Commercial Air Services, now known as Comair, being registered to the company
on 21 August, 1963. In the early 1970s it carried Air Lesotho titles, during a
lease when Comair operated the Air Lesotho schedules. Today, still in full
passenger service, it can carry 27 passengers plus a hostess, but is used
mainly on charter work, although occasionally used on scheduled flights when
the Fokker F .27 Friendship breaks down. Total flying hours on 1 September,
1987, totalled 49,658. since then, no further information is available. 12026
Comair- Commercial Airways (Pty) Ltd.,
PO Box 7015, Bonaero Park 1622,
Republic of South Africa.

" ' "

Sixty-five years old and proud of it! On Sept 23rd, in the presence of several
hundred employees at Toronto's Pearson International Airport, we unveiled our
specially painted Airbus A320 aircraft depicting Canada’s national flag. This
spectacular livery, covering all 37.6 metres (123.25 feet) of the aircraft, has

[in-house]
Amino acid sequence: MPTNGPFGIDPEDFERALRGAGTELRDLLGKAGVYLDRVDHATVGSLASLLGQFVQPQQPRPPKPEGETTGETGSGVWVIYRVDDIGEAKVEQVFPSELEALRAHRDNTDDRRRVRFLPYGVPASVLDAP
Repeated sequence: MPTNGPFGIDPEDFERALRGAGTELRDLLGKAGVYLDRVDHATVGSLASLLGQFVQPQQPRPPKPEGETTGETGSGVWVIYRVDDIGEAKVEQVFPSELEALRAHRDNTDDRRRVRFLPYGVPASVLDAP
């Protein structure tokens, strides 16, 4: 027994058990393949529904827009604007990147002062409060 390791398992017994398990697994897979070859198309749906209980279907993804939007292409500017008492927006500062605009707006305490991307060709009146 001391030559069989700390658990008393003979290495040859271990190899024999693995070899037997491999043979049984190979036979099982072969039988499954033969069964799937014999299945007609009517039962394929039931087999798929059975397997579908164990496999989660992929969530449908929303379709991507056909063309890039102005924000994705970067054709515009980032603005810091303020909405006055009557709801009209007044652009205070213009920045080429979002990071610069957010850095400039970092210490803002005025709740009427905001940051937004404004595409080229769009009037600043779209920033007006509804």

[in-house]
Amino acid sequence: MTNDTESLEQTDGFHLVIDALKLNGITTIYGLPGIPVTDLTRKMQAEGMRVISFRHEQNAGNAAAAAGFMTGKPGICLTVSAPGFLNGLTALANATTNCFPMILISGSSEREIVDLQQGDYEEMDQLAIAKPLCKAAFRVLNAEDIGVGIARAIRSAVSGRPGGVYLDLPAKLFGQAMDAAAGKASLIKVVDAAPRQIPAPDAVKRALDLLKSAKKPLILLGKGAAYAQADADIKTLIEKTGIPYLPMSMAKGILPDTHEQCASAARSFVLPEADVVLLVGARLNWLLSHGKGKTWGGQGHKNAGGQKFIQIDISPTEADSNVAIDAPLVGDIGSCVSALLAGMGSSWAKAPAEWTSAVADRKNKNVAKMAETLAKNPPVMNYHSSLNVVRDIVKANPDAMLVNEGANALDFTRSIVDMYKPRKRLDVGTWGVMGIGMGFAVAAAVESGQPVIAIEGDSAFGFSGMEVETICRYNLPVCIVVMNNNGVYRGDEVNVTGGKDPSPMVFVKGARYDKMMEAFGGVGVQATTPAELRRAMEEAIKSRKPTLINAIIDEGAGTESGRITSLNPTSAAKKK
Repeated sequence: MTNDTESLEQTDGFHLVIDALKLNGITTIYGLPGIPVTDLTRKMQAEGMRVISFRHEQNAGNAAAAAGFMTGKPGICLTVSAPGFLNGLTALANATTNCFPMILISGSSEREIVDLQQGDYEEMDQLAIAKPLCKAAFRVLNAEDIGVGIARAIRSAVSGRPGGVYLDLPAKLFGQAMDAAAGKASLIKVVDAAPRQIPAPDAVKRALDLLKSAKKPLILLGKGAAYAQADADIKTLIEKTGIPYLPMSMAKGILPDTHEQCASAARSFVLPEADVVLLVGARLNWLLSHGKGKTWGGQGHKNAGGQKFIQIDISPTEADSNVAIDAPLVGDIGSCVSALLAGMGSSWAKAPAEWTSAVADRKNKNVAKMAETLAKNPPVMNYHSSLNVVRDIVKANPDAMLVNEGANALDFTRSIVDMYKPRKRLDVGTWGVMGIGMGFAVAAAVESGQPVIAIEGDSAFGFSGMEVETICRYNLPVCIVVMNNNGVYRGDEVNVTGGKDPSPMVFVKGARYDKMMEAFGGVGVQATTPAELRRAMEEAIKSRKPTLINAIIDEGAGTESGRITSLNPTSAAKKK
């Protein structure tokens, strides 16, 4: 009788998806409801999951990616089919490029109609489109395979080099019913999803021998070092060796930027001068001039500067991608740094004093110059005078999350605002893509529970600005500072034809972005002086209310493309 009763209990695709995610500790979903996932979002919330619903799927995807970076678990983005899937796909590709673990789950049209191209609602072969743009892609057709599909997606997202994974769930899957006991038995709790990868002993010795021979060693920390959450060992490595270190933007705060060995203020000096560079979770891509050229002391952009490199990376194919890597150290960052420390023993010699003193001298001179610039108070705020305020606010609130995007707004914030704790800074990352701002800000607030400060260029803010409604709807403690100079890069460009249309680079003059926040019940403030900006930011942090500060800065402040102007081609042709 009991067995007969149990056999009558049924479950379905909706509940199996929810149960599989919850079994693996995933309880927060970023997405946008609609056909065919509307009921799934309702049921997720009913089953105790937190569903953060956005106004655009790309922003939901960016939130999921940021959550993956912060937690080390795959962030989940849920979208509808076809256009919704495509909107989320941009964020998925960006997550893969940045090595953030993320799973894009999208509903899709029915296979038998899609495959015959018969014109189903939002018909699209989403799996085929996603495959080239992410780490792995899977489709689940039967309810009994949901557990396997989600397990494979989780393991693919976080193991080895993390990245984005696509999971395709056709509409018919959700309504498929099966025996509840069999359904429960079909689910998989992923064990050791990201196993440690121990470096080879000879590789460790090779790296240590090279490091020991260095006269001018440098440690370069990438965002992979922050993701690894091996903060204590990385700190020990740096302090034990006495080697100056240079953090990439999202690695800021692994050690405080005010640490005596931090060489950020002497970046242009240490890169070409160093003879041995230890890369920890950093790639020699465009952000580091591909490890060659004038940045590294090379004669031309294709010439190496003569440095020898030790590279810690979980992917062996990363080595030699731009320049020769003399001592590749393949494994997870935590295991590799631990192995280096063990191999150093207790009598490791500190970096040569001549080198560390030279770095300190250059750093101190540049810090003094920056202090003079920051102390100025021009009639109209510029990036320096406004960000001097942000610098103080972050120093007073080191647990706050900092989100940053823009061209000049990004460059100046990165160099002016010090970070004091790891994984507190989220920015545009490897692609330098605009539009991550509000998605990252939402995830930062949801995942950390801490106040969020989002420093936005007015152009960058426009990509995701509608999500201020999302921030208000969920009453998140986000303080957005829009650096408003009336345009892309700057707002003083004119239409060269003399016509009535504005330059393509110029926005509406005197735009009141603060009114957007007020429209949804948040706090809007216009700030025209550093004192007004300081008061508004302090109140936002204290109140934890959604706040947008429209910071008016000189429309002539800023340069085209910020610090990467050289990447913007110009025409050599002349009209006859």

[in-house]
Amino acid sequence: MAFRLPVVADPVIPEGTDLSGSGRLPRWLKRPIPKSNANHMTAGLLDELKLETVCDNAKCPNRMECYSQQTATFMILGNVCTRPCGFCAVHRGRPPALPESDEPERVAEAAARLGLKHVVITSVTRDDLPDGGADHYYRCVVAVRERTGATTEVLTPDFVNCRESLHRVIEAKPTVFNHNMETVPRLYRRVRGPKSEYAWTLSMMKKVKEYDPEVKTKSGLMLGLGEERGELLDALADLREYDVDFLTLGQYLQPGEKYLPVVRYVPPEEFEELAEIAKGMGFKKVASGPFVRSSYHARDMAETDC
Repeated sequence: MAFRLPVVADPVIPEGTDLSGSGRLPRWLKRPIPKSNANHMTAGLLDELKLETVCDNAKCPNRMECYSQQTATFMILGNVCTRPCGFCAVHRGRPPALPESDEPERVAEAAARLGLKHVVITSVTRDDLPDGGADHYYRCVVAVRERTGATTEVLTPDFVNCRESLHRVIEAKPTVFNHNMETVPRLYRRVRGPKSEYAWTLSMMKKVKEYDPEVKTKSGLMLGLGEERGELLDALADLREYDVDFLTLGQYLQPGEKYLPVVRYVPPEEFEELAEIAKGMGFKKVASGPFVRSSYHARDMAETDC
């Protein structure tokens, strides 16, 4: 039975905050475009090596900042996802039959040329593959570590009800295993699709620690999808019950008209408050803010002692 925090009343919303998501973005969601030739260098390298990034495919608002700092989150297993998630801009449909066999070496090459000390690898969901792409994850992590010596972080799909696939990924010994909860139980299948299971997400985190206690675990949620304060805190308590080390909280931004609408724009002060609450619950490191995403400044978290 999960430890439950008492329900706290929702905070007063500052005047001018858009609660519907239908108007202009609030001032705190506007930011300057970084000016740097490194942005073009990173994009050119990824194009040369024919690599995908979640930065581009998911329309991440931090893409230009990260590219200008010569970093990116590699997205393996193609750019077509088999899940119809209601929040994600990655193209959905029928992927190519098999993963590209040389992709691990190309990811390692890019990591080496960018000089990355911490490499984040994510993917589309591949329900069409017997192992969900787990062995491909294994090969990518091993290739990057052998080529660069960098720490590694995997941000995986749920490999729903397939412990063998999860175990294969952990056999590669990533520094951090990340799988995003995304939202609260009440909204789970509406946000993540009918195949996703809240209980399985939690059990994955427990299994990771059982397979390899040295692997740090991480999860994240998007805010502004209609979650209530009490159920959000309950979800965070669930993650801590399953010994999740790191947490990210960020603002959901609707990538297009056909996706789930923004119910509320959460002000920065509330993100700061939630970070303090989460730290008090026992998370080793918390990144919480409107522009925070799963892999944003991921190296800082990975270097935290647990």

been named "Symphony of Voices" in recognition of the more than 40,000 Air
Canada employees & retirees who contributed their names to form the unique
design. It will be visible for all to see as it starts flying across Canada and
the United States today. The aircraft will keep its new livery for at least
three years.

" ' "

. Latest info on the CF-TCC sent in by Alan MacLeod -
Subject: Lockheed called for duty  in Toronto and Rockliffe

The Company Lockheed Electra was  present at the unveiling of an Airbus, Sept.
23rd, which has been painted to commemorate 65 years of service--1937-2002.

An Airbus 319 painted in the colors of the Canadian flag, partially made up
from the names of 42,000 employees and retirees was unveiled on Sept 23rd at
Toronto, in bay 8 of the paint hangar. Not to be out done, the 65 year "young"
Lockheed was there to help celebrate this milestone.

A complimentary pasta dinner was served all day long for anyone wishing to come
and  see the aircraft. It has been reported that Capt. Rob Giguere was seen
dishing up large plates of pasta ! Many employees dropped by  to enjoyed the

Following this event TCC was flown to Ottawa, Rockliffe, to be present at the
formal handover ceremonies to the National Aviation Museum of DC9 Fin 711 on
the 26th.